The bank in Fairview has been a part of the Fairfield community since 1941. Over the years the name has changed from Fairview Bank to Montana Bank of Fairview, then to First Security Bank – West and currently Merchants Bank. Merchants Bank acquired the Fairview Branch on Oct. 14, 2011 and the ten year anniversary was celebrated recently.

Oil and gas operators across the nation are preparing to announce carbon reduction goals and ESG plans. ONEOK is the most recent Bakken company to announce an ambitious ESG goal. It will reduce both Scope 1 and Scope 2 greenhouse gas emissions by 30 percent by 2030, as compared to 2019 levels. Scope 1 and 2 emissions include direct emissions from company-operated sources and indirect emissions from purchased power. Oasis Petroleum has released the first of what it plans to make an annual sustainability report, which outlines the company’s ESG measures. Liberty Oilfield Services ESG statement turns things around to look at energy through the lens of making human lives better.

Williams County commissioners have rejected a proposal that would have limited the number of TENORM facilities permitted in the county. The idea came up during discussion of requests by WISCO and Secure Energy Services for permission to accept up to 25,000 tons annually of TENORM wastes.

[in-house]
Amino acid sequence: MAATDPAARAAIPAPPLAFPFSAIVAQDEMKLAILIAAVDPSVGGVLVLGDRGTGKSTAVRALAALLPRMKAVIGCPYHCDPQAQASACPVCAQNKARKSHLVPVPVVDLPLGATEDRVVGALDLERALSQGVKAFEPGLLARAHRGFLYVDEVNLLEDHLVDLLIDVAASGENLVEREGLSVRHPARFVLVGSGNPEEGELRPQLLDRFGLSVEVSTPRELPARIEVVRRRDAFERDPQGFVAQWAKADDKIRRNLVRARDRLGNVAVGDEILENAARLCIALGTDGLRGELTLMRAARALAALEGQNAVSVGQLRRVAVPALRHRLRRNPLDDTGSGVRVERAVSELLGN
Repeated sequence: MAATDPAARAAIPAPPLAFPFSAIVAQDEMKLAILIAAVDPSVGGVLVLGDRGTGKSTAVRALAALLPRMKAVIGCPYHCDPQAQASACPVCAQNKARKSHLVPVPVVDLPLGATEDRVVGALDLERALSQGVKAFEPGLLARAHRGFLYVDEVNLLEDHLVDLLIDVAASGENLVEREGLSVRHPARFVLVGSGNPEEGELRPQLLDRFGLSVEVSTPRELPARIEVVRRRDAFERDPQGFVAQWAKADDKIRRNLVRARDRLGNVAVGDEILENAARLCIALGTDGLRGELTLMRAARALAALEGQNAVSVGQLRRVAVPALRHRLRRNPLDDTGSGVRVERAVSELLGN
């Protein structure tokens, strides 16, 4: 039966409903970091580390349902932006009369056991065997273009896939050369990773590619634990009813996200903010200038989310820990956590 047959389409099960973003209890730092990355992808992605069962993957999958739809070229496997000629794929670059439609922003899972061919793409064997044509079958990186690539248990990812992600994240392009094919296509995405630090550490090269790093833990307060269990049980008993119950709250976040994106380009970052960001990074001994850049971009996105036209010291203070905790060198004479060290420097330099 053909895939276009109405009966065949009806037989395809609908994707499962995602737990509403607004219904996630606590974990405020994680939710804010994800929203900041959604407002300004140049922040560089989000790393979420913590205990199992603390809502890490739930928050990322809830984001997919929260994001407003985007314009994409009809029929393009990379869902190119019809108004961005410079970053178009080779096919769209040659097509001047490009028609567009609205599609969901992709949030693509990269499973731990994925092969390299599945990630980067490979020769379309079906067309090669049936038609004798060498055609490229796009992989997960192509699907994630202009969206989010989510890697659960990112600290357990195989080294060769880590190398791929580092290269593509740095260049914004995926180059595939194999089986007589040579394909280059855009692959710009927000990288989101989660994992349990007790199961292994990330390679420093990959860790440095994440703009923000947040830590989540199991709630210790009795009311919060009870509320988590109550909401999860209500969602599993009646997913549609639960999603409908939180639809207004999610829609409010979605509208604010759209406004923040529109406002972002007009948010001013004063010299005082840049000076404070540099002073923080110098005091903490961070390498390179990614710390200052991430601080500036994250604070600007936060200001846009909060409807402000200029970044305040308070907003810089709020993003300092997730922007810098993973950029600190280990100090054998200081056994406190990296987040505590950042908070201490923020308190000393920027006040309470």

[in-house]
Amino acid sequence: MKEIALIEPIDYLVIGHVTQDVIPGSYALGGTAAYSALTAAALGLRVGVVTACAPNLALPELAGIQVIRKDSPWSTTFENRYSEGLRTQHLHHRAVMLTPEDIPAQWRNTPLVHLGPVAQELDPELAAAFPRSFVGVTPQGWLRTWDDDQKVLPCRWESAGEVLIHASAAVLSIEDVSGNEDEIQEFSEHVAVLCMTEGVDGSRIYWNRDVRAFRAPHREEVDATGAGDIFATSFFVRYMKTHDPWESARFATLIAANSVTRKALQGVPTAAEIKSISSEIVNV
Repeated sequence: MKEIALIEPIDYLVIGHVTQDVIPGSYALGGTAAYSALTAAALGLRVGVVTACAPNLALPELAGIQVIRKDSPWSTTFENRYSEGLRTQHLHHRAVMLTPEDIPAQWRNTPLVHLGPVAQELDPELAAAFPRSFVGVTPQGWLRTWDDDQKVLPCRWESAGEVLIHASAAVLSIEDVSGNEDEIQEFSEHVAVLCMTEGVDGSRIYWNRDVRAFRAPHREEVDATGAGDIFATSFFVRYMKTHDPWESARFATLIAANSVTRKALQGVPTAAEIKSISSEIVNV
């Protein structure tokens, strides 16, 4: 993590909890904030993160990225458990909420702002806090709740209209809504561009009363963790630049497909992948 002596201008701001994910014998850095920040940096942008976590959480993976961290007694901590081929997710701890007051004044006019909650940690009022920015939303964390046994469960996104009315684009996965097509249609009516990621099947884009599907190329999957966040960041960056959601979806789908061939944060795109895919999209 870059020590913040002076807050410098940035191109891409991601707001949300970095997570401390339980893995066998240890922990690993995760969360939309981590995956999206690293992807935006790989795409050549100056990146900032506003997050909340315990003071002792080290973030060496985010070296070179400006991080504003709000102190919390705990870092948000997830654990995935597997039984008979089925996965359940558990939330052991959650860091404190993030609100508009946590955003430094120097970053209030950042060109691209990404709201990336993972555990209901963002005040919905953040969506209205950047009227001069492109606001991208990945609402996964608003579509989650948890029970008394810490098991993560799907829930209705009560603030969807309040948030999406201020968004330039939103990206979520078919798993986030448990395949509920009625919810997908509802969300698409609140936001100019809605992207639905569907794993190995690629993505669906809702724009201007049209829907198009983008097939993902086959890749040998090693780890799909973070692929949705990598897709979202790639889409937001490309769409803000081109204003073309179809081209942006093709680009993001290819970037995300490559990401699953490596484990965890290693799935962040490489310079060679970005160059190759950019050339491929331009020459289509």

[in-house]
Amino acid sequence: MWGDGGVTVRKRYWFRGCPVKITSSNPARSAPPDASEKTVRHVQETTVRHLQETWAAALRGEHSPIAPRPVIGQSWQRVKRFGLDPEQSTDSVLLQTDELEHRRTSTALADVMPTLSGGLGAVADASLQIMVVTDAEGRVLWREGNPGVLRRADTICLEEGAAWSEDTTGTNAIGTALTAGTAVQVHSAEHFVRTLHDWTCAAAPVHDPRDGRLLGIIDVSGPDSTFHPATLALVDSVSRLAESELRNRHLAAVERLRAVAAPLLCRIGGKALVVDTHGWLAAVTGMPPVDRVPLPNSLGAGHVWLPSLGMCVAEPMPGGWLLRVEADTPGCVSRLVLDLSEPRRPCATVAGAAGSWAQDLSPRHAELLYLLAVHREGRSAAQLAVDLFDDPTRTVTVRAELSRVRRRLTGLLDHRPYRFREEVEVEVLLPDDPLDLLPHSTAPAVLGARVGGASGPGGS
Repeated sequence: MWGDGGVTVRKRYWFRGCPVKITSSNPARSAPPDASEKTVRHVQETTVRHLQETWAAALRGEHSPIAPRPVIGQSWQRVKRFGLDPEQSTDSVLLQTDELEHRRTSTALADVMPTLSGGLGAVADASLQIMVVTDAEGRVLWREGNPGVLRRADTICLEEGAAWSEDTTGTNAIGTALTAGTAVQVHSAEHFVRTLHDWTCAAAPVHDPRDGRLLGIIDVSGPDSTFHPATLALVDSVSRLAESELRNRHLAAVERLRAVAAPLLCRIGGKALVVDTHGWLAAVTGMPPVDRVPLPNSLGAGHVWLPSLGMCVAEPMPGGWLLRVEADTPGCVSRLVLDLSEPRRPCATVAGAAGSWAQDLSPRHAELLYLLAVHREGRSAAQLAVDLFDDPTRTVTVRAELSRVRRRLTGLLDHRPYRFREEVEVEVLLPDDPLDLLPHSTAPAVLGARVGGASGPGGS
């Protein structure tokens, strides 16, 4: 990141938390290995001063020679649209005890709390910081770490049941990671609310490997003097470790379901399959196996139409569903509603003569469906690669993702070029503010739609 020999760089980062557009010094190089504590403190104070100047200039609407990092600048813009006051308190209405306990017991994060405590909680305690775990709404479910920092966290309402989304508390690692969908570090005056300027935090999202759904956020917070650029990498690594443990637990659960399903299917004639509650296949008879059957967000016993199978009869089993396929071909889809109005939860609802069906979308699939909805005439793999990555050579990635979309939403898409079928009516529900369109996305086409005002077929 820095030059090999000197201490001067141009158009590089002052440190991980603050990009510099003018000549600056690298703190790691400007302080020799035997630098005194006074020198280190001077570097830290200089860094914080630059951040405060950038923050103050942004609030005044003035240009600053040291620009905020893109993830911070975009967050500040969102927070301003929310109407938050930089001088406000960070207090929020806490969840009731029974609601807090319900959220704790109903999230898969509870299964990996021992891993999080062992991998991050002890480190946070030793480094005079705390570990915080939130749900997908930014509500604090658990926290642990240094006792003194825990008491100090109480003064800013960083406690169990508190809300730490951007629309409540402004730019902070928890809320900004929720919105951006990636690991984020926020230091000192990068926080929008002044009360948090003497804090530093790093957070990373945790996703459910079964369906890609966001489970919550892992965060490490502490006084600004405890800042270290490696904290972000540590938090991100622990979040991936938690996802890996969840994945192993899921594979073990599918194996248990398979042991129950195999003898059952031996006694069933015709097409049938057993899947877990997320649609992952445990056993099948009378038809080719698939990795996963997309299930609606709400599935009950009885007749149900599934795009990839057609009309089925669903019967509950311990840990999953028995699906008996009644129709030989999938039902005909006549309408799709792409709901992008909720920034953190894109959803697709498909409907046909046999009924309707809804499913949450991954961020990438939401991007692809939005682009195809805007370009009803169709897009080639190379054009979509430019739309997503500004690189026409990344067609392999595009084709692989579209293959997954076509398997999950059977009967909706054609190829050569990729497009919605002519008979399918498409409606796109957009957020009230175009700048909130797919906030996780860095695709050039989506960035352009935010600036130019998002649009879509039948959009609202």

The Montana Department of Fish, Wildlife & Parks has begun a significant restructuring including the hiring of new upper management that will oversee a responsibilities from statewide site maintenance to recreation management. Hope Stockwell is the manager of the new FWP Parks and Recreation Division. The division includes Montana State Parks and maintenance of sites including state parks, fishing access sites and wildlife management areas plus all of the department’s recreation and access programs including Block Management, trail grants and recreation planning such as work on the Madison River. While sites such as fishing access sites might be funded through license sales, they often see plenty of use for non-fishing recreation.

The Little Shell Tribal Health Clinic, which is located at 425 Smelter Ave. NE in Great Falls, is set to open on Nov. 11. Indian Health Service (IHS), a federal agency that provides medical care to federally recognized tribes, is expected to run the clinic initially, but the tribe plans to assume clinic leadership within three years. The 10,000-square-foot clinic includes 12 exam and behavioral health rooms and features a pharmacy with drive-thru access. 

The latest numbers show Williston Basin Airport was about half of what it was in 2019, but triple the numbers from the same time in 2020. Over the last few months both Delta and United Airlines have returned to a pre-COVID level of service at XWA.